Coverage is defined as the proportion of people that are covered by mandatory pension schemes. For the purposes of this report the measures used are: i) the population aged 15 to 64; and ii) the active labour force. The coverage percentage is a measure of how effectively a pension system is being utilised by the pre-retirement population and can act as an indicator of future trends. The coverage value is expressed as the percentage of the population or labour force that is classified as active members of a mandatory pension system during the indicated year. For this purpose, active members include those that have either contributed or accrued pension rights in any of the major mandatory pension schemes during the indicated year.

For OECD countries as a whole there is very little variation between countries using either the population or labour force measurement. The average coverage percentage within the OECD countries listed is 76% for the population measure and 95% using the labour force methodology (Table 1.6). The lowest levels are found in Germany, Italy and Korea at under 70% of the population aged 15 to 64. However, when looking at the labour force percentage Italy increases to 96%, well above Germany (87%) and Korea (80%). All of these levels are still well beyond all of the Asian economies, with the exception of Hong Kong (China) and Singapore for the population percentage and also the Philippines is added when considering the labour force.

The remaining Asian, non-OECD, economies vary considerably in the levels of coverage using either measurement. Pakistan is the lowest on either measure with coverage less than half of that of any other economy. Only the Philippines and Singapore along with the aforementioned Hong Kong (China) have coverage above 50% for the population measure and over 80% for the labour force. India, Malaysia and Viet Nam are around 25-30% for the population measure with Indonesia and Sri Lanka both under 20%. When considering the size of the populations in this region of the world it becomes apparent that the lack of coverage is a global rather than regional issue.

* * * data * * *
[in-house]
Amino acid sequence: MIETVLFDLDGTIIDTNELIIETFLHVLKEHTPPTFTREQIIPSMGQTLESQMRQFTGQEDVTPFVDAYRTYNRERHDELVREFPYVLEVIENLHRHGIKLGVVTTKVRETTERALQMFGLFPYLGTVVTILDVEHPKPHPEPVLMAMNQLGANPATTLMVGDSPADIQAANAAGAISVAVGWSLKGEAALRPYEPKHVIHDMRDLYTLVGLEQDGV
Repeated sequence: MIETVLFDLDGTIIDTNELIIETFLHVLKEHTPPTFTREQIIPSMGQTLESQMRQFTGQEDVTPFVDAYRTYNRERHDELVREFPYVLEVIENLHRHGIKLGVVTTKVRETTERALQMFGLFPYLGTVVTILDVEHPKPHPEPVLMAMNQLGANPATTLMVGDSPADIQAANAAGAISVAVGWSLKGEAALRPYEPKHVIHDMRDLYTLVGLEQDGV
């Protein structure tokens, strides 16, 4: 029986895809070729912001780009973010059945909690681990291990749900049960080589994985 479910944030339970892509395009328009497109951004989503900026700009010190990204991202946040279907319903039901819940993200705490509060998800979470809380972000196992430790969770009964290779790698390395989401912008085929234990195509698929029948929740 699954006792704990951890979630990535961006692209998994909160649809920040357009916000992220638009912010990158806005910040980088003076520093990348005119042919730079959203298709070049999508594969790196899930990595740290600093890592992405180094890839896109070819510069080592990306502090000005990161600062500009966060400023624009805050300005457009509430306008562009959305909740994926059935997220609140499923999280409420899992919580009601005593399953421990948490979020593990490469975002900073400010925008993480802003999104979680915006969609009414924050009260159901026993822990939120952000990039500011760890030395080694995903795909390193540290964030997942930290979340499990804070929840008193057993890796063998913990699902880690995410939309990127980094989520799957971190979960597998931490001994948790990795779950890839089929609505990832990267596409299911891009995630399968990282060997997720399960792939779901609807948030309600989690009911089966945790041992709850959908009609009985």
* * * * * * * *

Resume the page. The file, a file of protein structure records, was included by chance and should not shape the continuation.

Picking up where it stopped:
In a number of countries and economies the percentage of coverage for the labour force is well above 100%. This results from it being possible for individuals to have multiple accounts and also for those currently outside the labour force to have previously being a paid member of an account. In general, for these reasons the numbers for the labour force are particularly inflated, but the multiple account scenario also inflates the population statistic. Conversely, as the retirement age is below 65 in many of the economies listed the population base of 15-64 is not the most appropriate for all the economies and will underestimate the relevant coverage figure. For example, the retirement age in Thailand is 55 years, so if the population base of 15 to 54 was used instead of 15 to 64 then the coverage figure would increase from 47.6% to 59.6%.

Coverage statistics are better analysed in conjunction with life expectancy and population projections, in order to estimate the numbers of people actually involved rather than percentage (see Chapter 3). Analysis of these characteristics will highlight the problems that may arise if nothing is done to combat the poor levels of coverage that exist within a number of economies across Asia.

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